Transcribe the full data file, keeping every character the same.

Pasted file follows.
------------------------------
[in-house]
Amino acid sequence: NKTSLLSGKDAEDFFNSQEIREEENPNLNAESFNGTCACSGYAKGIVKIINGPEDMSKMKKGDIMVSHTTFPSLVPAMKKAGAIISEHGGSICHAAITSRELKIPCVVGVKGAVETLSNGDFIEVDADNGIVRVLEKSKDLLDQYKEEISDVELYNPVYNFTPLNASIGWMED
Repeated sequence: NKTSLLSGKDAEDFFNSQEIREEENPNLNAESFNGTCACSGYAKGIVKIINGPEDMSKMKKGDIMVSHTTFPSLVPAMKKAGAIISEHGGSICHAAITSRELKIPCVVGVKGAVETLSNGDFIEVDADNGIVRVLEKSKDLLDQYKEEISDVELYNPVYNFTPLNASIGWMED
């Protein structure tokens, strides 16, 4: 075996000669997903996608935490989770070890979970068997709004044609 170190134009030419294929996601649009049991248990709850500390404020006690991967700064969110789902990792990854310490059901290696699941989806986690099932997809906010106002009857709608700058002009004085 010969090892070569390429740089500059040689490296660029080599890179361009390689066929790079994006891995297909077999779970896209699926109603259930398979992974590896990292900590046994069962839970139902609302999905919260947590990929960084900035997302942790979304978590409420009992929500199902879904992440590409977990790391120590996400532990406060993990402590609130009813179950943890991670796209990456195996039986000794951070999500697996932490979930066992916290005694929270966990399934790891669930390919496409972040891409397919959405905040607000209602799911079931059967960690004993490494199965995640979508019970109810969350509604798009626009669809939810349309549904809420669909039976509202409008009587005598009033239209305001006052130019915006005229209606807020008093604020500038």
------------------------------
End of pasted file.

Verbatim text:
[in-house]
Amino acid sequence: NKTSLLSGKDAEDFFNSQEIREEENPNLNAESFNGTCACSGYAKGIVKIINGPEDMSKMKKGDIMVSHTTFPSLVPAMKKAGAIISEHGGSICHAAITSRELKIPCVVGVKGAVETLSNGDFIEVDADNGIVRVLEKSKDLLDQYKEEISDVELYNPVYNFTPLNASIGWMED
Repeated sequence: NKTSLLSGKDAEDFFNSQEIREEENPNLNAESFNGTCACSGYAKGIVKIINGPEDMSKMKKGDIMVSHTTFPSLVPAMKKAGAIISEHGGSICHAAITSRELKIPCVVGVKGAVETLSNGDFIEVDADNGIVRVLEKSKDLLDQYKEEISDVELYNPVYNFTPLNASIGWMED
């Protein structure tokens, strides 16, 4: 075996000669997903996608935490989770070890979970068997709004044609 170190134009030419294929996601649009049991248990709850500390404020006690991967700064969110789902990792990854310490059901290696699941989806986690099932997809906010106002009857709608700058002009004085 010969090892070569390429740089500059040689490296660029080599890179361009390689066929790079994006891995297909077999779970896209699926109603259930398979992974590896990292900590046994069962839970139902609302999905919260947590990929960084900035997302942790979304978590409420009992929500199902879904992440590409977990790391120590996400532990406060993990402590609130009813179950943890991670796209990456195996039986000794951070999500697996932490979930066992916290005694929270966990399934790891669930390919496409972040891409397919959405905040607000209602799911079931059967960690004993490494199965995640979508019970109810969350509604798009626009669809939810349309549904809420669909039976509202409008009587005598009033239209305001006052130019915006005229209606807020008093604020500038």